Following is a translated version of the speech by the Secretary for the Treasury, Miss Denise Yue, in resuming the second reading debate of the Revenue (No.2) Bill 2000 in the Legislative Council today (May 10):
I would first like to thank Members for their support of the Revenue (No.2) Bill 2000.
The Bill seeks to extend the concessionary diesel duty rate of $2 per litre for another nine months to December 31, 2000 and to extend the exemption of electric vehicles from First Registration Tax for another three years to March 31, 2003. These proposals are the remaining two of the three revenue concessions in the 2000-01 Budget announced by the Financial Secretary on March 8.
The proposal to extend the temporary diesel duty reduction seeks to avoid imposing an additional burden on the transport industry at a time when it is recovering from the economic setback of the last two years. As we expect the economy to have substantially improved by early next year, we propose to extend this concession for just another nine months until the end of this year.
The proposal to extend the First Registration Tax exemption for electric vehicles for three years aims to further promote the use and development of this environmentally friendly type of vehicles. This proposal will be conducive to our overall efforts in improving air quality.
May I take this opportunity to briefly respond to certain points in Hon LAU Kong-wah's speech just then. I believe the Secretary for the Environment and Food (SEF) has been and will continue to discuss with LegCo members and members of the community how best to improve Hong Kong's environment, especially through tackling the air pollution problem.
As a matter of principle, the Government considers it appropriate and worth considering how to make use of taxation (or fiscal) measures to achieve environmental protection objectives. But I should like to clearly point out that there are three ways in which we can deploy such measures.
The first two ways are respectively to make use of tax concessions and tax exemptions to induce environmentally friendly behaviour. The third way is to consider suitable tax increases for achieving environmental protection objectives. This is because I do not wish to give an impression to this Council that any fiscal measures to induce a change in environmental behaviour are restricted to tax concessions or exemptions. Rather, I should like to drive home the message that appropriate fiscal disincentives like tax increases are also capable of achieving the same effects.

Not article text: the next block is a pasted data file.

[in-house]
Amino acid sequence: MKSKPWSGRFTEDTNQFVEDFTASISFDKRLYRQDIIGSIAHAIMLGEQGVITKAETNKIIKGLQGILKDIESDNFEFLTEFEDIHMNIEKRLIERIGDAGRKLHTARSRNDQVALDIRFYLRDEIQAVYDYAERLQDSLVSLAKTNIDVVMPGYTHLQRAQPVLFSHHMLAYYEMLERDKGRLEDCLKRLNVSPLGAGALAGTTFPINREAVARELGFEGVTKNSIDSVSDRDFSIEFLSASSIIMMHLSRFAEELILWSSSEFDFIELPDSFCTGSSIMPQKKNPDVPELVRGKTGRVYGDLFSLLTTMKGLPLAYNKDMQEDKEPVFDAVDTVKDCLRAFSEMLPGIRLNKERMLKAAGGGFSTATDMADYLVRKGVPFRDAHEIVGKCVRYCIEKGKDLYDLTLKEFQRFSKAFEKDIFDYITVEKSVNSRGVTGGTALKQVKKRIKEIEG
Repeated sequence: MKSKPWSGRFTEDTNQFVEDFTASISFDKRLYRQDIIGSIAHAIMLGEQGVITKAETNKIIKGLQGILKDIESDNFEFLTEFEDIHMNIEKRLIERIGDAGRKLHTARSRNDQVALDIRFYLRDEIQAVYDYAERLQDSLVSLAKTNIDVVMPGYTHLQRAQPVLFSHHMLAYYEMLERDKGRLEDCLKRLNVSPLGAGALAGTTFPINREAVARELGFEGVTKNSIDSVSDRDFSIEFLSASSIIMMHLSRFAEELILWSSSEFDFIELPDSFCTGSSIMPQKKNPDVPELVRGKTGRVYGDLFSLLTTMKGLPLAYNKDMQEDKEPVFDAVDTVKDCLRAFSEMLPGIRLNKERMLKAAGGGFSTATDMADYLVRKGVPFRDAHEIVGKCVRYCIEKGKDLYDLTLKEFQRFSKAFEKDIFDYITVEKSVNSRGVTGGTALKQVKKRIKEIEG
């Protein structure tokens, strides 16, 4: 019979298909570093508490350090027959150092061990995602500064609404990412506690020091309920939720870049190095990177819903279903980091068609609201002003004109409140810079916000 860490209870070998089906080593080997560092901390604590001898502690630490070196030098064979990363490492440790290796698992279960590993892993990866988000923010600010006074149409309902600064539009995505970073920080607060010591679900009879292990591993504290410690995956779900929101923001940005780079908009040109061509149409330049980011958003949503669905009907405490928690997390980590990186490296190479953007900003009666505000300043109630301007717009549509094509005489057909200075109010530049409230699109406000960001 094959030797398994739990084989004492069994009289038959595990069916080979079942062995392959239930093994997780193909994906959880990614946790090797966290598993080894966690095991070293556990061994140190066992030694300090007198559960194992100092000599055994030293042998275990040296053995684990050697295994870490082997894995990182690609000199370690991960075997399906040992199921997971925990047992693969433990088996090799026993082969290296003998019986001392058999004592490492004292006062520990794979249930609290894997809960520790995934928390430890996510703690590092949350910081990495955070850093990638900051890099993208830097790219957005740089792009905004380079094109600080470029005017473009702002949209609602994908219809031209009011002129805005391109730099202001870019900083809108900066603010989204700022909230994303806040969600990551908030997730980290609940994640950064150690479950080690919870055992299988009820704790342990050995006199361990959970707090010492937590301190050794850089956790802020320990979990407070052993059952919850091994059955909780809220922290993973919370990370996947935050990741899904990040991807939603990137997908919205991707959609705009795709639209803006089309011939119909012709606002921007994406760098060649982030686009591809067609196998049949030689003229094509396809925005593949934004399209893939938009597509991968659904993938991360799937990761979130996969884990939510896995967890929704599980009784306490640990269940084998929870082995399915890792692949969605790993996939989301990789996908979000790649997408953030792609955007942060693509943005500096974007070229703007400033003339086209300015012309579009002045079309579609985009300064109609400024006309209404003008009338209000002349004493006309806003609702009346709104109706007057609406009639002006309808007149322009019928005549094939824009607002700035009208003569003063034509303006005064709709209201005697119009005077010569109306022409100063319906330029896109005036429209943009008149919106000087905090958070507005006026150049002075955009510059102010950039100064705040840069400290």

As mentioned by Hon LAU Kong-wah, the Government had in fact promulgated that certain tax concessions or exemptions were implemented for environmental purposes. The exemption of electric vehicles from First Registration Tax in the Revenue (No.2) Bill 2000 is one example. This point was also mentioned by SEF yesterday.
We have already committed not to impose any duty on auto LPG for the rest of this year and afterwards, precisely for the purpose of inducing some desired changes in some longstanding behaviour for environmental purposes. However, whilst we are considering whether to reduce the diesel duty rate on Ultra Low Sulphur Diesel in future, we must also consider whether we should concurrently increase the duty rate on the conventional diesel which is more polluting, so as to discourage vehicle owners from using the latter. I am citing this example to illustrate the importance of how a two-pronged approach may bring about the maximum environmental benefits.
Chairman, may I once again thank Members for their support of the resumption of second reading debate for the Revenue (No.2) Bill 2000 and their support of the Bill itself.
President, with these remarks, I beg to move.
Note: Please also refer to the Chinese version.
End/Wednesday, May 10, 2000